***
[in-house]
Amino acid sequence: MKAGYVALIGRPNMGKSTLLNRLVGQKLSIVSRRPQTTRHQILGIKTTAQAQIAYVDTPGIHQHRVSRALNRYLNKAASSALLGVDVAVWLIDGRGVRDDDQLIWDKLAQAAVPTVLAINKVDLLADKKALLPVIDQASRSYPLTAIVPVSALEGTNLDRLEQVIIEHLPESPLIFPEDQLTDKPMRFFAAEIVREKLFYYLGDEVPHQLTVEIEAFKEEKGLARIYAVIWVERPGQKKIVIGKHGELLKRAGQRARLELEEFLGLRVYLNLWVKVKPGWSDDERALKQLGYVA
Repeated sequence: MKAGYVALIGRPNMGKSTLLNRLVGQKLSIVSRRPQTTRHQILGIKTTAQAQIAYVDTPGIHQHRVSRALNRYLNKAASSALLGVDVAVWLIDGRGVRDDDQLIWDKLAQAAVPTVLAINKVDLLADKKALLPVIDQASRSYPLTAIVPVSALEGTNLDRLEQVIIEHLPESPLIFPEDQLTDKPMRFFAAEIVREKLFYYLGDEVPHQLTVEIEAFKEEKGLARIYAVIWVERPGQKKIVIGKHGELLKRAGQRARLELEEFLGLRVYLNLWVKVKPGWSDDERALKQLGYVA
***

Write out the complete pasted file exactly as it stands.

[in-house]
Amino acid sequence: MKAGYVALIGRPNMGKSTLLNRLVGQKLSIVSRRPQTTRHQILGIKTTAQAQIAYVDTPGIHQHRVSRALNRYLNKAASSALLGVDVAVWLIDGRGVRDDDQLIWDKLAQAAVPTVLAINKVDLLADKKALLPVIDQASRSYPLTAIVPVSALEGTNLDRLEQVIIEHLPESPLIFPEDQLTDKPMRFFAAEIVREKLFYYLGDEVPHQLTVEIEAFKEEKGLARIYAVIWVERPGQKKIVIGKHGELLKRAGQRARLELEEFLGLRVYLNLWVKVKPGWSDDERALKQLGYVA
Repeated sequence: MKAGYVALIGRPNMGKSTLLNRLVGQKLSIVSRRPQTTRHQILGIKTTAQAQIAYVDTPGIHQHRVSRALNRYLNKAASSALLGVDVAVWLIDGRGVRDDDQLIWDKLAQAAVPTVLAINKVDLLADKKALLPVIDQASRSYPLTAIVPVSALEGTNLDRLEQVIIEHLPESPLIFPEDQLTDKPMRFFAAEIVREKLFYYLGDEVPHQLTVEIEAFKEEKGLARIYAVIWVERPGQKKIVIGKHGELLKRAGQRARLELEEFLGLRVYLNLWVKVKPGWSDDERALKQLGYVA